An important paper entitled ‘Oral Health Birth Cohort Studies: Achievements, Challenges and Potential’, resulting from two events sponsored by the Foundation, has recently been published in the Journal of Dental Research.
A symposium was held during the 2018 IADR General Session in London on ‘Birth cohort studies on oral health: Main findings and methodological considerations'. This identified the need for a broader discussion on the value and potential for OHBCS and a workshop was subsequently held in Bangkok, in November 2019. This was the first meeting of its kind and involved 12 experts who have been engaged in such studies.
The paper brings together the available long-term data from 15 oral health birth cohort studies (OHBCS), conducted in low-, middle- and high-income countries across five continents, and describes the similarities and differences between these studies. The findings are summarised and grouped under five key topics: the negative impact of detrimental socioeconomic status on oral health changes over time, the role of unfavourable patterns of dental visiting on oral health, associations between general and oral health, nutritional and dietary effects on oral health and intergenerational influences on oral health.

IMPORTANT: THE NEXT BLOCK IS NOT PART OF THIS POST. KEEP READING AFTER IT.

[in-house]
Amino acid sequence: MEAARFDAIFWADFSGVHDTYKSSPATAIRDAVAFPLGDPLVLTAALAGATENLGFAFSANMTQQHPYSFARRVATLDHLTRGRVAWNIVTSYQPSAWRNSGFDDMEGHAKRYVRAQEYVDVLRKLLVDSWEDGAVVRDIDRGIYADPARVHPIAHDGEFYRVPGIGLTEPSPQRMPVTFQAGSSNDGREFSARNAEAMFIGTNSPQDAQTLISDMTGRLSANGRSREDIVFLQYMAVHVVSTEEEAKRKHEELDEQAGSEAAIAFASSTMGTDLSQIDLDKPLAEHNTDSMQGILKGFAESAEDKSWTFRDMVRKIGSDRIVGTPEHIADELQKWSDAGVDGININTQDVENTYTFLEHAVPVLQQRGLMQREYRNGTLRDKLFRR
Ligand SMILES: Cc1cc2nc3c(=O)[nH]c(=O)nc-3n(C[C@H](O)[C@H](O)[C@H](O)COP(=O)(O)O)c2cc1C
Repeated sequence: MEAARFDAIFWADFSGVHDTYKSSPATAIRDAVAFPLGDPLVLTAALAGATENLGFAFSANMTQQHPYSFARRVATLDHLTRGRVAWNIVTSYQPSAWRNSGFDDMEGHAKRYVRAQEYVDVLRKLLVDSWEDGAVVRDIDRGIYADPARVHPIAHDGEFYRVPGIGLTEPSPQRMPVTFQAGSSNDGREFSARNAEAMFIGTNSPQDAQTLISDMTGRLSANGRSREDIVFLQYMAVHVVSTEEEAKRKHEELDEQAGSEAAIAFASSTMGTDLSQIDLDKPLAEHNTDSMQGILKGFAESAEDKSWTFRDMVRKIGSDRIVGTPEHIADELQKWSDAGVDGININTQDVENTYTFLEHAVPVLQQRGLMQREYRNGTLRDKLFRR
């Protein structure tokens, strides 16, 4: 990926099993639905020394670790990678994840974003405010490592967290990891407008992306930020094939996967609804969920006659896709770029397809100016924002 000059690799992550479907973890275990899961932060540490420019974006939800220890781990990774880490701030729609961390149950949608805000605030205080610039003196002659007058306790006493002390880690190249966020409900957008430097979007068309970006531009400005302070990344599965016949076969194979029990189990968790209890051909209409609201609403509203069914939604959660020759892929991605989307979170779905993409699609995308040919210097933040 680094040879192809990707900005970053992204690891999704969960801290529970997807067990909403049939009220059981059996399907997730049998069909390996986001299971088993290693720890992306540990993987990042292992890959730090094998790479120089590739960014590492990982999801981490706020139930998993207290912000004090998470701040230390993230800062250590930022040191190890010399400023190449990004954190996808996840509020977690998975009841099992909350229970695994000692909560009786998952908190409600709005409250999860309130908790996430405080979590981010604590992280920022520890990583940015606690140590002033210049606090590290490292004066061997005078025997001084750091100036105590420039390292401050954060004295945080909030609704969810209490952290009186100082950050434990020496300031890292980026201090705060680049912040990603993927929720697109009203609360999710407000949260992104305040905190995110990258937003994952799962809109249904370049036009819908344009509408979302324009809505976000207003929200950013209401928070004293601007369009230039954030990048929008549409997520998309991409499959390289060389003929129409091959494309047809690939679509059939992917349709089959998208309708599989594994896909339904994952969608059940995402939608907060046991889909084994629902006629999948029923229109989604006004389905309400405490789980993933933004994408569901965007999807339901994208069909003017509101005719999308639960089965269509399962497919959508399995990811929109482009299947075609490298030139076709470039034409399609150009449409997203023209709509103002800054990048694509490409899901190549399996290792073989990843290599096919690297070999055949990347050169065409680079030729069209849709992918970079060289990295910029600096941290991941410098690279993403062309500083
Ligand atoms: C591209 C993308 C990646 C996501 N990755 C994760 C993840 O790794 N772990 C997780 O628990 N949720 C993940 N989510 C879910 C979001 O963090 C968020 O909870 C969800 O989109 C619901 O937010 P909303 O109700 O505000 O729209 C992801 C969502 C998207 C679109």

There are plans to build on the success of the Bangkok workshop. A scoping review has been undertaken. There are also moves to extend the collaboration by establishing an OHBCS consortium.